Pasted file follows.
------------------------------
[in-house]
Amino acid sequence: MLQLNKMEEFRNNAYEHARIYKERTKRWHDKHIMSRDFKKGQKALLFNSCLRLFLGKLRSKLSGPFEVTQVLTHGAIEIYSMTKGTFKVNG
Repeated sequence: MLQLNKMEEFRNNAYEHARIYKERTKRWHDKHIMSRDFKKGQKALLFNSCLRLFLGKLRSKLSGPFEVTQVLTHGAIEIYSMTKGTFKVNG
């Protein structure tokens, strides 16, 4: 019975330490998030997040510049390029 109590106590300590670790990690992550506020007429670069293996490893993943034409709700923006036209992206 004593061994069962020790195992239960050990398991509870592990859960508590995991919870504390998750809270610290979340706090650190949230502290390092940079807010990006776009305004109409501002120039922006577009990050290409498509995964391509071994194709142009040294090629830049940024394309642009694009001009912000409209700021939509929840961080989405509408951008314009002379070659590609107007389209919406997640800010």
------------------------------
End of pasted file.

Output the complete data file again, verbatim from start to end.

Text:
[in-house]
Amino acid sequence: MLQLNKMEEFRNNAYEHARIYKERTKRWHDKHIMSRDFKKGQKALLFNSCLRLFLGKLRSKLSGPFEVTQVLTHGAIEIYSMTKGTFKVNG
Repeated sequence: MLQLNKMEEFRNNAYEHARIYKERTKRWHDKHIMSRDFKKGQKALLFNSCLRLFLGKLRSKLSGPFEVTQVLTHGAIEIYSMTKGTFKVNG
């Protein structure tokens, strides 16, 4: 019975330490998030997040510049390029 109590106590300590670790990690992550506020007429670069293996490893993943034409709700923006036209992206 004593061994069962020790195992239960050990398991509870592990859960508590995991919870504390998750809270610290979340706090650190949230502290390092940079807010990006776009305004109409501002120039922006577009990050290409498509995964391509071994194709142009040294090629830049940024394309642009694009001009912000409209700021939509929840961080989405509408951008314009002379070659590609107007389209919406997640800010």